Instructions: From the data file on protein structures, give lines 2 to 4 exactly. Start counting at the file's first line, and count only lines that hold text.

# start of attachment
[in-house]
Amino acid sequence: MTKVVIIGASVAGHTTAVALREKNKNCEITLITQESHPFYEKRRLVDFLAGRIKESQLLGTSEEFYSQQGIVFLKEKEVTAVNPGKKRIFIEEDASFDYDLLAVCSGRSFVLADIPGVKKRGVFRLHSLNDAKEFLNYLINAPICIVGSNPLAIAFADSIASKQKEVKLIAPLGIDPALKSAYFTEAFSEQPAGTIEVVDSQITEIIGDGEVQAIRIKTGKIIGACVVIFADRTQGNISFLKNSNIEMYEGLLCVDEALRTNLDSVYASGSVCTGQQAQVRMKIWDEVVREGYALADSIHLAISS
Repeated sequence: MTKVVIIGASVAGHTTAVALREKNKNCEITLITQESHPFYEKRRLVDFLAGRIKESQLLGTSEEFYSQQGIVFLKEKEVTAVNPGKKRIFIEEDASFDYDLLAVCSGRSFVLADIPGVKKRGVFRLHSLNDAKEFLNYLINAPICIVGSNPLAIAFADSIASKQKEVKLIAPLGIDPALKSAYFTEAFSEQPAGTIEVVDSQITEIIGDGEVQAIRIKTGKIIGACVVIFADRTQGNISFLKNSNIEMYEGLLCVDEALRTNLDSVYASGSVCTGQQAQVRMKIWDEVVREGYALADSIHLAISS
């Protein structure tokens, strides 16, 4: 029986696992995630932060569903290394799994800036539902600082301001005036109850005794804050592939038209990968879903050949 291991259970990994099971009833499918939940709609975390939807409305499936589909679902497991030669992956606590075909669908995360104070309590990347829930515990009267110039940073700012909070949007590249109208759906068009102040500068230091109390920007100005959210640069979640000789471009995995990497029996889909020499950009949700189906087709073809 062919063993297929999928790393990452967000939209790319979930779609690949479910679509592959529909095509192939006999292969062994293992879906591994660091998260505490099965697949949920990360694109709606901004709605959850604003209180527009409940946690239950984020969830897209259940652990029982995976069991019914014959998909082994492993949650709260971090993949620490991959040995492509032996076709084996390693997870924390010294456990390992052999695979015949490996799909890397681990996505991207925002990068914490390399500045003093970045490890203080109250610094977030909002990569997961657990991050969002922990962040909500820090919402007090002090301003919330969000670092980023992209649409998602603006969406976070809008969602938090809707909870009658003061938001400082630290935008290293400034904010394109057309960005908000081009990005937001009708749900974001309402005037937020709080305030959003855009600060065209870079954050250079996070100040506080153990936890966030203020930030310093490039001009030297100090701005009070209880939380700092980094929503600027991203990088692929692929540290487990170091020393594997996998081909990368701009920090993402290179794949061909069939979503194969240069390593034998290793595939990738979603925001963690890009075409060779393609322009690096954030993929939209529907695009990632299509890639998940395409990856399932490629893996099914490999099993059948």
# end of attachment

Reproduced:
Amino acid sequence: MTKVVIIGASVAGHTTAVALREKNKNCEITLITQESHPFYEKRRLVDFLAGRIKESQLLGTSEEFYSQQGIVFLKEKEVTAVNPGKKRIFIEEDASFDYDLLAVCSGRSFVLADIPGVKKRGVFRLHSLNDAKEFLNYLINAPICIVGSNPLAIAFADSIASKQKEVKLIAPLGIDPALKSAYFTEAFSEQPAGTIEVVDSQITEIIGDGEVQAIRIKTGKIIGACVVIFADRTQGNISFLKNSNIEMYEGLLCVDEALRTNLDSVYASGSVCTGQQAQVRMKIWDEVVREGYALADSIHLAISS
Repeated sequence: MTKVVIIGASVAGHTTAVALREKNKNCEITLITQESHPFYEKRRLVDFLAGRIKESQLLGTSEEFYSQQGIVFLKEKEVTAVNPGKKRIFIEEDASFDYDLLAVCSGRSFVLADIPGVKKRGVFRLHSLNDAKEFLNYLINAPICIVGSNPLAIAFADSIASKQKEVKLIAPLGIDPALKSAYFTEAFSEQPAGTIEVVDSQITEIIGDGEVQAIRIKTGKIIGACVVIFADRTQGNISFLKNSNIEMYEGLLCVDEALRTNLDSVYASGSVCTGQQAQVRMKIWDEVVREGYALADSIHLAISS
């Protein structure tokens, strides 16, 4: 029986696992995630932060569903290394799994800036539902600082301001005036109850005794804050592939038209990968879903050949 291991259970990994099971009833499918939940709609975390939807409305499936589909679902497991030669992956606590075909669908995360104070309590990347829930515990009267110039940073700012909070949007590249109208759906068009102040500068230091109390920007100005959210640069979640000789471009995995990497029996889909020499950009949700189906087709073809 062919063993297929999928790393990452967000939209790319979930779609690949479910679509592959529909095509192939006999292969062994293992879906591994660091998260505490099965697949949920990360694109709606901004709605959850604003209180527009409940946690239950984020969830897209259940652990029982995976069991019914014959998909082994492993949650709260971090993949620490991959040995492509032996076709084996390693997870924390010294456990390992052999695979015949490996799909890397681990996505991207925002990068914490390399500045003093970045490890203080109250610094977030909002990569997961657990991050969002922990962040909500820090919402007090002090301003919330969000670092980023992209649409998602603006969406976070809008969602938090809707909870009658003061938001400082630290935008290293400034904010394109057309960005908000081009990005937001009708749900974001309402005037937020709080305030959003855009600060065209870079954050250079996070100040506080153990936890966030203020930030310093490039001009030297100090701005009070209880939380700092980094929503600027991203990088692929692929540290487990170091020393594997996998081909990368701009920090993402290179794949061909069939979503194969240069390593034998290793595939990738979603925001963690890009075409060779393609322009690096954030993929939209529907695009990632299509890639998940395409990856399932490629893996099914490999099993059948």